• Another minute and the laughter grew louder—they were laughing at him, at his dumb stupor—laughing kindly and merrily.
  • His face lighted up with joy when, at about two o’clock, he espied the Epanchins coming along to pay him a short visit, "just for a minute."
  • They really had only come for a minute.
  • The prince started and looked at her in perplexity; he seemed to be collecting his senses for a minute or so, before he could remember where he was.
  • He waited another minute, and decided to go and ring the bell once more; however, he thought better of it again and put it off for an hour.
  • He stood and stared for a minute or two.
  • Here he sat down and covered his face with his hands, and so remained for ten minutes.
  • But a man who knows for certain that he has but ten minutes to live and can talk like that—why—it’s—it’s PRIDE, that is!
  • I shall be back in five minutes.
  • He reappeared in five minutes as he had said.
  • The general spoke hotly and quickly for ten minutes; he spoke as though his words could not keep pace with his crowding thoughts.
  • But his answer was a fit of violent laughter which lasted ten whole minutes.
  • But, alas! peace did not reign for more than ten minutes.
  • In point of fact it is quite possible that the matter would have ended in a very commonplace and natural way in a few minutes.
  • Vera came in three minutes after the Epanchins had left.
  • The prince was surprised at this answer; but his astonishment increased a couple of minutes afterwards, when he began to consider it.
  • Neither spoke for five minutes.
  • I told them that she had called in for ten minutes, and then gone straight back to Pavlofsk.
  • By the ladies the prince was regarded as little better than a lunatic, and Princess Bielokonski admitted afterwards that "in another minute she would have bolted."
  • However, in a very few minutes he decided that to run away was impossible; that it would be cowardly; that great problems lay before him, and that he had no right to leave them unsolved, or at least to refuse to give all his energy and strength to the attempt to solve them.
  • Wait a minute, I want to ask you something else, Parfen; all sorts of things; but tell me first, did you intend to kill her before my wedding, at the church door, with your knife?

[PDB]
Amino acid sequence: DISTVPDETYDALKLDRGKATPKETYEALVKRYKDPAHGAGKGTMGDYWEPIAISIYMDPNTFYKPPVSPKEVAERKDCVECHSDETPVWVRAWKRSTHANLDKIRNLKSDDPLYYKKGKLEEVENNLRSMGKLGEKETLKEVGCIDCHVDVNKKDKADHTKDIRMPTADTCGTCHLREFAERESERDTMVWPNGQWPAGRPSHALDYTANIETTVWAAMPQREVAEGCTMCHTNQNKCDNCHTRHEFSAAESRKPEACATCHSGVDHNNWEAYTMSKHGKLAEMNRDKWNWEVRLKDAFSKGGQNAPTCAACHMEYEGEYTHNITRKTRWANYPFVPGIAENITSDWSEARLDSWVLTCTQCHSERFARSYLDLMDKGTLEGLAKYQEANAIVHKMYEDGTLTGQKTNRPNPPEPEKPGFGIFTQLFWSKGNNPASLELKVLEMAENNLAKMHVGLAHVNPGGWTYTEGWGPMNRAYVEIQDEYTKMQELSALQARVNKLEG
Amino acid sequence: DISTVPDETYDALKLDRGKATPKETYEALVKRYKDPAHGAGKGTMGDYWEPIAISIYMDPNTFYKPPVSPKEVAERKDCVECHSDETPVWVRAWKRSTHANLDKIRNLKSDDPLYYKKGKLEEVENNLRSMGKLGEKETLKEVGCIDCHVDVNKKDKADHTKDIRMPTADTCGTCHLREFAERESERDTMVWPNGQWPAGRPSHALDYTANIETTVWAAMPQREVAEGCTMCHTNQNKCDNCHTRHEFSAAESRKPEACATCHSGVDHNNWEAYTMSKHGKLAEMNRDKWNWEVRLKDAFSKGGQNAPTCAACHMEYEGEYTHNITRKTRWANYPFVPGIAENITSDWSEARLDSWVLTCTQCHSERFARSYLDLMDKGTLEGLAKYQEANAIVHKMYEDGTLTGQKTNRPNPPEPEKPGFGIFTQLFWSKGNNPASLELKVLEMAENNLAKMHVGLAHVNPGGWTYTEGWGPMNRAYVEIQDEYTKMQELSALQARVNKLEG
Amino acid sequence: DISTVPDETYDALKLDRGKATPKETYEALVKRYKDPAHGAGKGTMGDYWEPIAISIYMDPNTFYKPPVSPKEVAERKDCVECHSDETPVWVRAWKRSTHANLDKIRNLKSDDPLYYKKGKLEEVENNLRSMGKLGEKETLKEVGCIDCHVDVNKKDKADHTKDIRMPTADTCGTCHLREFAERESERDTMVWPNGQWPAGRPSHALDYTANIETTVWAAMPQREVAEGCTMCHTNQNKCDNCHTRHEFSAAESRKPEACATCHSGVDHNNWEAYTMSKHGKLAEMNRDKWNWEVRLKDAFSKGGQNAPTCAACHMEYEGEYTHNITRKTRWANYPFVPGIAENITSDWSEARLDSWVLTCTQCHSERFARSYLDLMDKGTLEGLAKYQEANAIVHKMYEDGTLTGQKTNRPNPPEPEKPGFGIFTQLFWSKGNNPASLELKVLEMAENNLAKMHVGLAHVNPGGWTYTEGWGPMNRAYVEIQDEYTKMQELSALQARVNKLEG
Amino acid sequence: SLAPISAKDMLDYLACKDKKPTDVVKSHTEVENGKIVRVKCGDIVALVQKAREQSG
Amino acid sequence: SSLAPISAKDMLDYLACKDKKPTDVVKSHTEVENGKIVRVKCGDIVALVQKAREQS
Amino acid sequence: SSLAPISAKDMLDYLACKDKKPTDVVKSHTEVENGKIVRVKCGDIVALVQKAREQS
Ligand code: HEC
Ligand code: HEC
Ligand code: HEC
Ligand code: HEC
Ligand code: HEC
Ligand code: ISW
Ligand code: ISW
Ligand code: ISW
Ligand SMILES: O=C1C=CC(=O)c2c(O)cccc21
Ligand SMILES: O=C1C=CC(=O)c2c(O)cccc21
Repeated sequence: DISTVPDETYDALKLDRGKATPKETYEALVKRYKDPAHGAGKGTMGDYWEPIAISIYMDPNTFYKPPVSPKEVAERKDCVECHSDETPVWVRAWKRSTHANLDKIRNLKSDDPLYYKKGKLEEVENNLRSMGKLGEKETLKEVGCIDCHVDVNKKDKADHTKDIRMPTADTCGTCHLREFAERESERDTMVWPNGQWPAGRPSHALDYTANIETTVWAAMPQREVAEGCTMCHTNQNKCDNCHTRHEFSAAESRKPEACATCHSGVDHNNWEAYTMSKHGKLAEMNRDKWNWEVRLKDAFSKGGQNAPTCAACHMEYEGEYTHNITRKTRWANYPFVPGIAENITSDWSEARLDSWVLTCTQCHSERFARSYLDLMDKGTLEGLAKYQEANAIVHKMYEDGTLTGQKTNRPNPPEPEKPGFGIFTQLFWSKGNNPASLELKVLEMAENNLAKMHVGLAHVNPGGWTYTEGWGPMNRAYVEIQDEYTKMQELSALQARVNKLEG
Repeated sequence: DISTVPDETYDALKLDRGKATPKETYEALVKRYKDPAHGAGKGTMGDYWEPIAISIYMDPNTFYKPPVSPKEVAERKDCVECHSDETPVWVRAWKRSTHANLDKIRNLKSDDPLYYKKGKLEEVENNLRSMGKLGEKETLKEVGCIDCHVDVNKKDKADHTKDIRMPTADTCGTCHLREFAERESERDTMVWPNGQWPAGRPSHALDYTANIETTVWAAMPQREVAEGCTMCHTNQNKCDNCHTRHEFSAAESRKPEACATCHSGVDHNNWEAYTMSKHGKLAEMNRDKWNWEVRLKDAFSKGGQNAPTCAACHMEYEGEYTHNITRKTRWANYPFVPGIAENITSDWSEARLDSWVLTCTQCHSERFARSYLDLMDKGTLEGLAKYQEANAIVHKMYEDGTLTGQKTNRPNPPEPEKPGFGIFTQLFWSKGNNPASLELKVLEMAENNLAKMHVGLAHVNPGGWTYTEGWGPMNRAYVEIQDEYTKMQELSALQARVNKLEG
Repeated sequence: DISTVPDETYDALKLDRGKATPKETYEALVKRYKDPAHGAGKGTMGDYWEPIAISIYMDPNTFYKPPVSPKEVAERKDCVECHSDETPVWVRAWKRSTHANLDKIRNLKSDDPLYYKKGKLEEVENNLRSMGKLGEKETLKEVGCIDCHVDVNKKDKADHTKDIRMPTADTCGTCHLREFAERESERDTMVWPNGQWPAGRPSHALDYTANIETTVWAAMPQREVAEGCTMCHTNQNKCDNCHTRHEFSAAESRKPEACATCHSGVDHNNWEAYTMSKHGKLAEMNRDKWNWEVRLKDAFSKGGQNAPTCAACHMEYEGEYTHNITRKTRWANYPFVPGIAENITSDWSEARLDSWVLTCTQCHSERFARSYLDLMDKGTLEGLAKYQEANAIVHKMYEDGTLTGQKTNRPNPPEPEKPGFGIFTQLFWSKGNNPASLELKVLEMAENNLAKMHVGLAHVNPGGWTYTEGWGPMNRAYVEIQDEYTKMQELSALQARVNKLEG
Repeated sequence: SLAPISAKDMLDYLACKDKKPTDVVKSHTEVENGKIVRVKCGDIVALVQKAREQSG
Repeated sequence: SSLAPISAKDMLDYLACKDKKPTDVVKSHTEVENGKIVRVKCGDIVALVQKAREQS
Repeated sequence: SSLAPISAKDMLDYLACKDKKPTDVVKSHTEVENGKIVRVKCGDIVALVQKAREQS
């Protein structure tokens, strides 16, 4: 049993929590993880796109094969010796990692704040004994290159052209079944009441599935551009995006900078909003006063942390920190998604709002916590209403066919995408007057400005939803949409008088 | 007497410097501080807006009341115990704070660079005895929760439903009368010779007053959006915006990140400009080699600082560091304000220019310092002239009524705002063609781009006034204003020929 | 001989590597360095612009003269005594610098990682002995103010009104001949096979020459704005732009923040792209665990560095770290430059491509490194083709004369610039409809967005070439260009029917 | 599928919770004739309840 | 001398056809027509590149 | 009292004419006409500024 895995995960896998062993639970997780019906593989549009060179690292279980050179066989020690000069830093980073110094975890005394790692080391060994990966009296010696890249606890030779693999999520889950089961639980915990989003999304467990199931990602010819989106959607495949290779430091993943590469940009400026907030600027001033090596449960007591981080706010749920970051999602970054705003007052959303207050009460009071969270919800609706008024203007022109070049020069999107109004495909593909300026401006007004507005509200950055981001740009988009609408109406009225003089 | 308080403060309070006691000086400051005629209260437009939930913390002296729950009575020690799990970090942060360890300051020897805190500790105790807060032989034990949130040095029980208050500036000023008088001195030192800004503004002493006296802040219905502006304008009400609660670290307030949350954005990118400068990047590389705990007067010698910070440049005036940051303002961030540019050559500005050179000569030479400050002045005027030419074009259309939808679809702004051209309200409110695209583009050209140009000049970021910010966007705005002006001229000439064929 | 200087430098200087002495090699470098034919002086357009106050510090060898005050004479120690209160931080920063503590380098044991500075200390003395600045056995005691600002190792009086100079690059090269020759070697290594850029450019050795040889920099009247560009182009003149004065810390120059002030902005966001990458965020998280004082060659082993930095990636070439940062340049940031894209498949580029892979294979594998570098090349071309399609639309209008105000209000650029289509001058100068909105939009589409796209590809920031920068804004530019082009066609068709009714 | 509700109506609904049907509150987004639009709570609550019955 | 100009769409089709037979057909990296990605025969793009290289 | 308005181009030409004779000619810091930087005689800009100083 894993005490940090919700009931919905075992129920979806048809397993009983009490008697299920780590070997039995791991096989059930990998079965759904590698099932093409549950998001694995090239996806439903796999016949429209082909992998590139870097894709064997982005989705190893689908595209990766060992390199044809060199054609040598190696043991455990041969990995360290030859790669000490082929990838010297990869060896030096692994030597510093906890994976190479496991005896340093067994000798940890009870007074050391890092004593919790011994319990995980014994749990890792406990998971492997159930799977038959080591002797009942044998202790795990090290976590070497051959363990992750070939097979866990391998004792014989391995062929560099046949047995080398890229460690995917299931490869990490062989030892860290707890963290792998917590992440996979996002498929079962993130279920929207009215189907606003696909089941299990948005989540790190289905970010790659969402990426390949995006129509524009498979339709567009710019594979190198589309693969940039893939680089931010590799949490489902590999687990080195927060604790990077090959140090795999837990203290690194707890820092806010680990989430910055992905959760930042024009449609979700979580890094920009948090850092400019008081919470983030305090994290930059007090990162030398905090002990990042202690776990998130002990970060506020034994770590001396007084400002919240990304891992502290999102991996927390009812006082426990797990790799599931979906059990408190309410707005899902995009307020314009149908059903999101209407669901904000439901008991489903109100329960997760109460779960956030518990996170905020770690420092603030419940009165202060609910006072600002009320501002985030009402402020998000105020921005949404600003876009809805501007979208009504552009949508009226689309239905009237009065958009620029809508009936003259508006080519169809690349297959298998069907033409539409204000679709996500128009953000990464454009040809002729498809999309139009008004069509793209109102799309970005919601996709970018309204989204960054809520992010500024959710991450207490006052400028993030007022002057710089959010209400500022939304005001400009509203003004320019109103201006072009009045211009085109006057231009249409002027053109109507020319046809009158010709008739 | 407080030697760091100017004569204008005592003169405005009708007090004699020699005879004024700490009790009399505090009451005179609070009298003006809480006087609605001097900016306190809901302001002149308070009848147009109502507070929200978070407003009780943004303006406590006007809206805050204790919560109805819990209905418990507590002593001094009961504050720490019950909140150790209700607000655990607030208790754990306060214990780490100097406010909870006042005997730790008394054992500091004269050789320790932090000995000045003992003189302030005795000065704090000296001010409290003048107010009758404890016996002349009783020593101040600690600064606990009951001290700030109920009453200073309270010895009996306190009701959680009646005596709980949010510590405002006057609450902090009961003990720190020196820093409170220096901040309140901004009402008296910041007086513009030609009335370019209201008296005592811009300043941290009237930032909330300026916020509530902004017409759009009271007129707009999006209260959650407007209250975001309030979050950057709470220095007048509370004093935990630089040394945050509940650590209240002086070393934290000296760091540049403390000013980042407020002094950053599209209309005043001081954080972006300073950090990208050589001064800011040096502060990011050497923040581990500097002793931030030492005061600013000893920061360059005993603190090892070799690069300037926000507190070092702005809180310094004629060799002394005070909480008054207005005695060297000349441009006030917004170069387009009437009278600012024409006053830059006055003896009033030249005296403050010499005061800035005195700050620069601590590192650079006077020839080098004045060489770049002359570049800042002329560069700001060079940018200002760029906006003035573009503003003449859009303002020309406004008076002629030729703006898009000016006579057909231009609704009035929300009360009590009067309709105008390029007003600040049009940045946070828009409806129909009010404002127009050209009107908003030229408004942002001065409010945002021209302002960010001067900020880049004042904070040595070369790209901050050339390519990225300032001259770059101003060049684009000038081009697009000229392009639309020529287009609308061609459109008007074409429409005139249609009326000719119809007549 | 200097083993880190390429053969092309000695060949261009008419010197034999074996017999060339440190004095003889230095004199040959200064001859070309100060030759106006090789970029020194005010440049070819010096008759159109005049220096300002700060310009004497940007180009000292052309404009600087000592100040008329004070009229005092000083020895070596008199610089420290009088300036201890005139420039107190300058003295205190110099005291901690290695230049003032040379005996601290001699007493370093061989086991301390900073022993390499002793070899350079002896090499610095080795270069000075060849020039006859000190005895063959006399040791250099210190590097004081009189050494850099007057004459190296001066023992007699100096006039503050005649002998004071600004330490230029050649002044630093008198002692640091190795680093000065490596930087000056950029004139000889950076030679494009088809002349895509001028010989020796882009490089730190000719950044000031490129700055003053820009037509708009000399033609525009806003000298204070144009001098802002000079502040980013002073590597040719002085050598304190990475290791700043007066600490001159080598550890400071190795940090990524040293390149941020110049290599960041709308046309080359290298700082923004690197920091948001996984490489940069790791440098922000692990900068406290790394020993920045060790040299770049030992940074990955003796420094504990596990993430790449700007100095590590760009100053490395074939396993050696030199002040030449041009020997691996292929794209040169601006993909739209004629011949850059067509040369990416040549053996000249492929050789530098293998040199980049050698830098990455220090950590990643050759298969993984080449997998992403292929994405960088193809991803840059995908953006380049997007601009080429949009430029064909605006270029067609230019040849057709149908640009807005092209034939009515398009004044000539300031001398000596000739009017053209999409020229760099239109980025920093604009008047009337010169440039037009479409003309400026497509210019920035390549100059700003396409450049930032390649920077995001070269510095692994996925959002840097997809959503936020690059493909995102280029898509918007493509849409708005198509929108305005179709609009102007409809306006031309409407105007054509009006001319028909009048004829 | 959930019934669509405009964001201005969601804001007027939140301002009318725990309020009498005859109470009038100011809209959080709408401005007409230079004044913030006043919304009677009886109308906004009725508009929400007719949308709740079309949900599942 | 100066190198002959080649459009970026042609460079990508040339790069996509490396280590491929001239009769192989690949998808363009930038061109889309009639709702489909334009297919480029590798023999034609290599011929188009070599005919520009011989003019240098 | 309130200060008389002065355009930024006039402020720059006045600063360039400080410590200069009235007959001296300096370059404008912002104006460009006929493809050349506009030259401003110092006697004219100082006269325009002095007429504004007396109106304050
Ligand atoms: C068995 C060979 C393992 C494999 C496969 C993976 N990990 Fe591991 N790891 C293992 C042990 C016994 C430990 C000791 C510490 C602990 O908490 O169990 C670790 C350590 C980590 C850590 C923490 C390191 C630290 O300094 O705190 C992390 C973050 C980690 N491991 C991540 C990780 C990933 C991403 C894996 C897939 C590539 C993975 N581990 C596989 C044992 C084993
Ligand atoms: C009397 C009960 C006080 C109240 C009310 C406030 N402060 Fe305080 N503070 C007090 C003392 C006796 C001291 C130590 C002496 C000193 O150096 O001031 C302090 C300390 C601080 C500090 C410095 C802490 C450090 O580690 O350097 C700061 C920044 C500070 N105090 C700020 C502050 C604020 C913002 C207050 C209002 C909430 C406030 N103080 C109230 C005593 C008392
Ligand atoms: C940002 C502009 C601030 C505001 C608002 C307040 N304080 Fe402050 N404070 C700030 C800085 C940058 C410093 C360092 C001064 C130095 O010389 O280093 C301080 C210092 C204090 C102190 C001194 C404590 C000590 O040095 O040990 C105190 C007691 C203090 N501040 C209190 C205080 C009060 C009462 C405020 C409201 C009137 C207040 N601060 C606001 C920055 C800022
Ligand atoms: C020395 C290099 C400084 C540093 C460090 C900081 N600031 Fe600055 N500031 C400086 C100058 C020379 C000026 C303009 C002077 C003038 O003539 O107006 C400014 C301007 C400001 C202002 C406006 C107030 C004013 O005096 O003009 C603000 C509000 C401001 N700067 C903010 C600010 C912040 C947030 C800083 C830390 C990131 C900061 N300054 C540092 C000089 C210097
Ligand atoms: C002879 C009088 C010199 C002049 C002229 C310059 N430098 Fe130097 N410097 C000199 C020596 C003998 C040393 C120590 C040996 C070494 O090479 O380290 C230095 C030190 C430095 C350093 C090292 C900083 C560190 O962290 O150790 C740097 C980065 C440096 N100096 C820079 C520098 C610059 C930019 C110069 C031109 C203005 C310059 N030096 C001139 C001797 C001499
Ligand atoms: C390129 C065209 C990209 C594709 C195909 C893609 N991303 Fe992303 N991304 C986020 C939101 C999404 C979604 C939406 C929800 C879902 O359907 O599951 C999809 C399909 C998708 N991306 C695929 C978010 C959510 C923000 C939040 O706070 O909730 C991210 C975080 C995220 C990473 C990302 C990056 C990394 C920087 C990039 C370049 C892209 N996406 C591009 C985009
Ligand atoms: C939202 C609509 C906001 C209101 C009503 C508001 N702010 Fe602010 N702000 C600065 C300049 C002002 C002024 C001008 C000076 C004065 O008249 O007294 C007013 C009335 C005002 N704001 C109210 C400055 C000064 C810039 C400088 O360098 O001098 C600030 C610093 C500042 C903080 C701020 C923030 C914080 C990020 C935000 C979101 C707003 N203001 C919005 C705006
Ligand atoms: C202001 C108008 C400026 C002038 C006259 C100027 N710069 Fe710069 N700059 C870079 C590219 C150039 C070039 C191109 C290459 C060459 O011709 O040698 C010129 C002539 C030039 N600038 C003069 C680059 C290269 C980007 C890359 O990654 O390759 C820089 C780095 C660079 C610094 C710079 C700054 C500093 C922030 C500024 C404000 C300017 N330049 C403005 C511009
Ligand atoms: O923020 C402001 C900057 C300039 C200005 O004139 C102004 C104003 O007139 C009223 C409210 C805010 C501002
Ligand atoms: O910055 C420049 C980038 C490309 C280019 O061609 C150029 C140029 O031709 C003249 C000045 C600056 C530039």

• After each visit to Schneider’s establishment, Evgenie Pavlovitch writes another letter, besides that to Colia, giving the most minute particulars concerning the invalid’s condition.
  • Stop a minute!
  • Now and then he looked at Aglaya for five minutes at a time, without taking his eyes off her face; but his expression was very strange; he would gaze at her as though she were an object a couple of miles distant, or as though he were looking at her portrait and not at herself at all.
  • Aglaya looked menacingly at her laughing sisters, but could not contain herself any longer, and the next minute she too had burst into an irrepressible, and almost hysterical, fit of mirth.
  • Napoleon was struck; he thought a minute and then said to his suite: ’I like that boy’s pride; if all Russians think like this child’, then he didn’t finish, but went on and entered the palace.
  • He stood there for a minute and then, suddenly and strangely enough, it seemed to him that a little corner of one of the blinds was lifted, and Rogojin’s face appeared for an instant and then vanished.
  • He said that those five minutes seemed to him to be a most interminable period, an enormous wealth of time; he seemed to be living, in these minutes, so many lives that there was no need as yet to think of that last moment, so that he made several arrangements, dividing up the time into portions—one for saying farewell to his companions, two minutes for that; then a couple more for thinking over his own life and career and all about himself; and another minute for a last look around.
  • He said that those five minutes seemed to him to be a most interminable period, an enormous wealth of time; he seemed to be living, in these minutes, so many lives that there was no need as yet to think of that last moment, so that he made several arrangements, dividing up the time into portions—one for saying farewell to his companions, two minutes for that; then a couple more for thinking over his own life and career and all about himself; and another minute for a last look around.